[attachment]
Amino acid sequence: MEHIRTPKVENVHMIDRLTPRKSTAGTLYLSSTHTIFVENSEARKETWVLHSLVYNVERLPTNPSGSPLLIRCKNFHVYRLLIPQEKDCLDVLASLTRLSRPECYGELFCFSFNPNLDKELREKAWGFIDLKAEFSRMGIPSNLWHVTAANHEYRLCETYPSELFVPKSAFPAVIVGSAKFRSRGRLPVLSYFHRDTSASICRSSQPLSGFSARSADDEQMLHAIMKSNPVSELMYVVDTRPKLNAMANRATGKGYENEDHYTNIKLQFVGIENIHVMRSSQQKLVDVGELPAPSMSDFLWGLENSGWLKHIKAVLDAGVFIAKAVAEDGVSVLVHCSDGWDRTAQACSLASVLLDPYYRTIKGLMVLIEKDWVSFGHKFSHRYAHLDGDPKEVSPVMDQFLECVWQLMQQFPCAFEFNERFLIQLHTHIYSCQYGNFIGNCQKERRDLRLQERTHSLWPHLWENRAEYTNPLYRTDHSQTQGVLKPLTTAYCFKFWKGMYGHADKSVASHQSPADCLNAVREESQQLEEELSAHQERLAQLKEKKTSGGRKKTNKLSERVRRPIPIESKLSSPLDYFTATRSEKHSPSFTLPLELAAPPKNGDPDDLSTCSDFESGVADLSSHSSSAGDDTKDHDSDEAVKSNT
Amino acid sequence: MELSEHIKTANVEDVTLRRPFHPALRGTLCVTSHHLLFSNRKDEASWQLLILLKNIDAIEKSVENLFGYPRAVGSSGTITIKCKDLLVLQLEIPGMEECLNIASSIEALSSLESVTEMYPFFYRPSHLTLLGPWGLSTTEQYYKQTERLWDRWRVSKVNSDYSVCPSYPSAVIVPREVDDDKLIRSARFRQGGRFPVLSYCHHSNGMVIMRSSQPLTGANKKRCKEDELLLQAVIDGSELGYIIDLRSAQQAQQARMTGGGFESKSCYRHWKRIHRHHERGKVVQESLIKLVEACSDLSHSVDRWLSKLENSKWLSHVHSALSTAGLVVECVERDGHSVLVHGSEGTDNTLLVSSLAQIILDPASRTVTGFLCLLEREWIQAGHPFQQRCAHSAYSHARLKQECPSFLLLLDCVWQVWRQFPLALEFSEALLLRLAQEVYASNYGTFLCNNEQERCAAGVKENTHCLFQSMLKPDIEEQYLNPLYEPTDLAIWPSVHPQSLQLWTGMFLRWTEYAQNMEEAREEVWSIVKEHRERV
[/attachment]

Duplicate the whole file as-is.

Amino acid sequence: MEHIRTPKVENVHMIDRLTPRKSTAGTLYLSSTHTIFVENSEARKETWVLHSLVYNVERLPTNPSGSPLLIRCKNFHVYRLLIPQEKDCLDVLASLTRLSRPECYGELFCFSFNPNLDKELREKAWGFIDLKAEFSRMGIPSNLWHVTAANHEYRLCETYPSELFVPKSAFPAVIVGSAKFRSRGRLPVLSYFHRDTSASICRSSQPLSGFSARSADDEQMLHAIMKSNPVSELMYVVDTRPKLNAMANRATGKGYENEDHYTNIKLQFVGIENIHVMRSSQQKLVDVGELPAPSMSDFLWGLENSGWLKHIKAVLDAGVFIAKAVAEDGVSVLVHCSDGWDRTAQACSLASVLLDPYYRTIKGLMVLIEKDWVSFGHKFSHRYAHLDGDPKEVSPVMDQFLECVWQLMQQFPCAFEFNERFLIQLHTHIYSCQYGNFIGNCQKERRDLRLQERTHSLWPHLWENRAEYTNPLYRTDHSQTQGVLKPLTTAYCFKFWKGMYGHADKSVASHQSPADCLNAVREESQQLEEELSAHQERLAQLKEKKTSGGRKKTNKLSERVRRPIPIESKLSSPLDYFTATRSEKHSPSFTLPLELAAPPKNGDPDDLSTCSDFESGVADLSSHSSSAGDDTKDHDSDEAVKSNT
Amino acid sequence: MELSEHIKTANVEDVTLRRPFHPALRGTLCVTSHHLLFSNRKDEASWQLLILLKNIDAIEKSVENLFGYPRAVGSSGTITIKCKDLLVLQLEIPGMEECLNIASSIEALSSLESVTEMYPFFYRPSHLTLLGPWGLSTTEQYYKQTERLWDRWRVSKVNSDYSVCPSYPSAVIVPREVDDDKLIRSARFRQGGRFPVLSYCHHSNGMVIMRSSQPLTGANKKRCKEDELLLQAVIDGSELGYIIDLRSAQQAQQARMTGGGFESKSCYRHWKRIHRHHERGKVVQESLIKLVEACSDLSHSVDRWLSKLENSKWLSHVHSALSTAGLVVECVERDGHSVLVHGSEGTDNTLLVSSLAQIILDPASRTVTGFLCLLEREWIQAGHPFQQRCAHSAYSHARLKQECPSFLLLLDCVWQVWRQFPLALEFSEALLLRLAQEVYASNYGTFLCNNEQERCAAGVKENTHCLFQSMLKPDIEEQYLNPLYEPTDLAIWPSVHPQSLQLWTGMFLRWTEYAQNMEEAREEVWSIVKEHRERV